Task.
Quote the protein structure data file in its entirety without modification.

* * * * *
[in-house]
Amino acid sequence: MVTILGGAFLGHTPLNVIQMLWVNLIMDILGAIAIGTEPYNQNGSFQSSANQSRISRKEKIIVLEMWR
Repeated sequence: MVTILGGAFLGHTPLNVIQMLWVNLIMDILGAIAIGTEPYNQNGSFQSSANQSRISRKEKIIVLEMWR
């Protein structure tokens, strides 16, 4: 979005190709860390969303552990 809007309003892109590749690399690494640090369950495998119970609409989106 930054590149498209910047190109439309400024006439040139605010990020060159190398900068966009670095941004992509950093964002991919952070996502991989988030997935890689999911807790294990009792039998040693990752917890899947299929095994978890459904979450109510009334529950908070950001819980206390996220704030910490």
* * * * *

[in-house]
Amino acid sequence: MVTILGGAFLGHTPLNVIQMLWVNLIMDILGAIAIGTEPYNQNGSFQSSANQSRISRKEKIIVLEMWR
Repeated sequence: MVTILGGAFLGHTPLNVIQMLWVNLIMDILGAIAIGTEPYNQNGSFQSSANQSRISRKEKIIVLEMWR
């Protein structure tokens, strides 16, 4: 979005190709860390969303552990 809007309003892109590749690399690494640090369950495998119970609409989106 930054590149498209910047190109439309400024006439040139605010990020060159190398900068966009670095941004992509950093964002991919952070996502991989988030997935890689999911807790294990009792039998040693990752917890899947299929095994978890459904979450109510009334529950908070950001819980206390996220704030910490």